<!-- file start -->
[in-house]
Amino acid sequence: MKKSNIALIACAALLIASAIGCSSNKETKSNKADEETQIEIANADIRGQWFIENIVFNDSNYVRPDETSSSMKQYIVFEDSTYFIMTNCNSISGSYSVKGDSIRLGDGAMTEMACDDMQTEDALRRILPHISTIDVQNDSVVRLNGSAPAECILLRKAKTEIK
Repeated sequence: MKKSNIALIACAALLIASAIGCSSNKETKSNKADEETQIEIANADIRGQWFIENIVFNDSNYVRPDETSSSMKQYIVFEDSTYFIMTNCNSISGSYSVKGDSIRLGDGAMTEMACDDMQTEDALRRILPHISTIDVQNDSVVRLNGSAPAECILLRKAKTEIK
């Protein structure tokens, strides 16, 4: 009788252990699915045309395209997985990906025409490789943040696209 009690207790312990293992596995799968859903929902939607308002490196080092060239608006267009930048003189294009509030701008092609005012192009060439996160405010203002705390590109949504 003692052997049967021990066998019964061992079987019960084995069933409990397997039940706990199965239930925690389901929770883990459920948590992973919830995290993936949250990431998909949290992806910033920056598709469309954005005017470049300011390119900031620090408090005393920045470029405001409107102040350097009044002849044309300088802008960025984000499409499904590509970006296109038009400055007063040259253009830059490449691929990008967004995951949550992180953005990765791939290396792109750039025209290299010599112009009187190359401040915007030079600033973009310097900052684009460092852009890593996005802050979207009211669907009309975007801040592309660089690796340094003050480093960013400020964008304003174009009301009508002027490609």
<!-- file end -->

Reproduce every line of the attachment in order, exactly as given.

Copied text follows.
[in-house]
Amino acid sequence: MKKSNIALIACAALLIASAIGCSSNKETKSNKADEETQIEIANADIRGQWFIENIVFNDSNYVRPDETSSSMKQYIVFEDSTYFIMTNCNSISGSYSVKGDSIRLGDGAMTEMACDDMQTEDALRRILPHISTIDVQNDSVVRLNGSAPAECILLRKAKTEIK
Repeated sequence: MKKSNIALIACAALLIASAIGCSSNKETKSNKADEETQIEIANADIRGQWFIENIVFNDSNYVRPDETSSSMKQYIVFEDSTYFIMTNCNSISGSYSVKGDSIRLGDGAMTEMACDDMQTEDALRRILPHISTIDVQNDSVVRLNGSAPAECILLRKAKTEIK
């Protein structure tokens, strides 16, 4: 009788252990699915045309395209997985990906025409490789943040696209 009690207790312990293992596995799968859903929902939607308002490196080092060239608006267009930048003189294009509030701008092609005012192009060439996160405010203002705390590109949504 003692052997049967021990066998019964061992079987019960084995069933409990397997039940706990199965239930925690389901929770883990459920948590992973919830995290993936949250990431998909949290992806910033920056598709469309954005005017470049300011390119900031620090408090005393920045470029405001409107102040350097009044002849044309300088802008960025984000499409499904590509970006296109038009400055007063040259253009830059490449691929990008967004995951949550992180953005990765791939290396792109750039025209290299010599112009009187190359401040915007030079600033973009310097900052684009460092852009890593996005802050979207009211669907009309975007801040592309660089690796340094003050480093960013400020964008304003174009009301009508002027490609």